WINCHESTER, N.H., Aug. 8, 2006 -- She may need her family to drive her to the mall, but 13-year-old Tayla Orleans is hardly a novice driver.
She's a first-place contender in the Allison Legacy Race Series, where the cars are three-quarters the size of those used in NASCAR races.
Orleans is the youngest driver on the track, and the only girl.
"There was one race I saw her, and she came from dead last and finished fourth or fifth," said one fan. "Pretty aggressive? Yeah, that is pretty aggressive."
What separates this driver from the pack could be her cutthroat style, or her good luck charm, which is a fluffy pink pillow. She also keeps a drawing from her 3-year-old sister in her car.
Orleans started driving a go-cart when she was 5 years old, racing it around her backyard in Wrentham, Mass. By age 11, she was racing in a league in Boston.
"I like going fast and passing cars," Orleans said. "When I pass cars, I feel really good."
When asked what else she likes to do, the middle school student said, "I like to talk on the phone, obviously. I can talk for hours, and I like to go shopping."
Orleans races against guys in their 30s and 40s, though drivers as young as 12 are allowed in this league.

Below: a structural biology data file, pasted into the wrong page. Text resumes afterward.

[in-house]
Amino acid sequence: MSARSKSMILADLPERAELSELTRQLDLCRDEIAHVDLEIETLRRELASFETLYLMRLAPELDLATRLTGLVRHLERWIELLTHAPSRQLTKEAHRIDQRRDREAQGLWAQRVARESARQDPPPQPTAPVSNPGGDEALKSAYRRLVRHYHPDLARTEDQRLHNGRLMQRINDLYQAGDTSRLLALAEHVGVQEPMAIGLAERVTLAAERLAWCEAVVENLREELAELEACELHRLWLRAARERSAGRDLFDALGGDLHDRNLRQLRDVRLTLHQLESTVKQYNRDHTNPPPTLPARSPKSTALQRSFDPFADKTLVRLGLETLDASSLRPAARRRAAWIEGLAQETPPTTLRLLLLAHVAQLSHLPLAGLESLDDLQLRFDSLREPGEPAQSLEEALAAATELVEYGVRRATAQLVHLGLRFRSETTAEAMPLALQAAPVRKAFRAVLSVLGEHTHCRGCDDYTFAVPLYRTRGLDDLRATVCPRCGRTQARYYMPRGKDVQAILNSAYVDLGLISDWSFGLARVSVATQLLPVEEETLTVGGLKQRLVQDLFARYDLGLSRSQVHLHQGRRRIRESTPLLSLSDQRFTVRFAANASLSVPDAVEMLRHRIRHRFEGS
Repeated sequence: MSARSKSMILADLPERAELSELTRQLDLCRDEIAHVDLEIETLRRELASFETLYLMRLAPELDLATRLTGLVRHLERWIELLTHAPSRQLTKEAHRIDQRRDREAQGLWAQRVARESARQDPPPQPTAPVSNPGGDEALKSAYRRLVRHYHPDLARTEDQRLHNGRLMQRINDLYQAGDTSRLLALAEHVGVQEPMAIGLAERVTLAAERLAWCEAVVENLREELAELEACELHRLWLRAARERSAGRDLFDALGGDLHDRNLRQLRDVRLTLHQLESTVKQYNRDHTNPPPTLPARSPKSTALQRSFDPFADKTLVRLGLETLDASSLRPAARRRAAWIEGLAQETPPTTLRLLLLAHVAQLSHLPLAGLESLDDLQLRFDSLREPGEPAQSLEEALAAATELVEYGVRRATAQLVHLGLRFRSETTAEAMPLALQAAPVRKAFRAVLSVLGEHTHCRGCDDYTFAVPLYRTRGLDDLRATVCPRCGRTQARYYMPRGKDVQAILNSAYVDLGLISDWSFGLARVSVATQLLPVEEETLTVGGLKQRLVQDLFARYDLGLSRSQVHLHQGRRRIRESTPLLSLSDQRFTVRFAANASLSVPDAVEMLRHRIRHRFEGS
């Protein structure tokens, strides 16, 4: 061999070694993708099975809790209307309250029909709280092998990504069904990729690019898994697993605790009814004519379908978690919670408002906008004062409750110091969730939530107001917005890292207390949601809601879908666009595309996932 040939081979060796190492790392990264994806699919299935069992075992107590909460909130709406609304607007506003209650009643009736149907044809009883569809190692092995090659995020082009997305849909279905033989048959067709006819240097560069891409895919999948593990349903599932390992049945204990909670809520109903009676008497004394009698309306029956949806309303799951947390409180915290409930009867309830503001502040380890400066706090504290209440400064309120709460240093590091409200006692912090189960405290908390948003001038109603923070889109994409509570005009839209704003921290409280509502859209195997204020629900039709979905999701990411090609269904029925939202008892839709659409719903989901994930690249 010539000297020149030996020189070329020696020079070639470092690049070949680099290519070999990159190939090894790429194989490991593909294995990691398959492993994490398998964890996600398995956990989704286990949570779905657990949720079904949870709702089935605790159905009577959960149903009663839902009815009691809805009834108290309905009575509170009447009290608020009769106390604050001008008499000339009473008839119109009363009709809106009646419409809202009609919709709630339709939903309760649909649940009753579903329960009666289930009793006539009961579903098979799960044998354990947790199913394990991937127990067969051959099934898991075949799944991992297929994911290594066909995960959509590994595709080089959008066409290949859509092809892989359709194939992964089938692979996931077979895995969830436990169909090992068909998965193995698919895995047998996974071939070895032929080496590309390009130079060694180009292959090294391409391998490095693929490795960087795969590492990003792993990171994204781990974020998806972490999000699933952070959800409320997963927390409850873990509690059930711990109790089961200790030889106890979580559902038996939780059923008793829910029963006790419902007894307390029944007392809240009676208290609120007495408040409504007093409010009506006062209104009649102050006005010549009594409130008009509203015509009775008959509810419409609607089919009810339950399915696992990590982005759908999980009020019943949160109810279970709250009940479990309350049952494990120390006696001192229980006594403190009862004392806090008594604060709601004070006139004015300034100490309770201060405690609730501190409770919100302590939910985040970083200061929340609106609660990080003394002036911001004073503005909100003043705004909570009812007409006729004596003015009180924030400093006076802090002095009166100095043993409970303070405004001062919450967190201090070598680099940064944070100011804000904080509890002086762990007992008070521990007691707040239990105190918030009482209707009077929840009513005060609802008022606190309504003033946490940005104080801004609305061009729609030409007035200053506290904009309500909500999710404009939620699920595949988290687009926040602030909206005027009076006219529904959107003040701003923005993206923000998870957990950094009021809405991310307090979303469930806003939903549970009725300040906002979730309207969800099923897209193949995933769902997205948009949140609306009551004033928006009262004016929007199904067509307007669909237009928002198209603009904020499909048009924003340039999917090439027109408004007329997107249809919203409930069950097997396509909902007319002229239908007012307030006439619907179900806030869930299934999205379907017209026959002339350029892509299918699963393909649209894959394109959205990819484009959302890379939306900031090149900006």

She admits some of her friends at the track gently tease her about her age, and tell her, "I can't believe you're still in junior high," but she added their chides are "not that bad."
The trained drivers can get the stock cars to a speed of 115 mph. Orleans said she has averaged 93.5 miles an hour, something she considers "pretty cool."
She swears she never gets scared but admits she has had accidents, counting just a few bruises among her injuries. "I have, but I tend not to talk about them," Orleans said.
Her father is also her coach and pit crew, and he does get a little nervous when she's racing.
"I'll wear out a pair of shoes walking back and forth -- of course, I get nervous," Barry Orleans said.
He said when she first learned to drive she would intentionally go in dirt and snow to do doughnuts and maneuver the car in circles.
"She can usually get herself out of a jam that most people would have a problem with," he said.
And she can also get her car out of a jam if repairs are needed.
"I change the tires, sometimes change the gears and everything," Orleans said.
She counts Dale Ernhardt Jr. and Denny Hamlin among her favorite drivers and hopes to eventually race the NASCAR circuit when she grows up -- after she gets her license.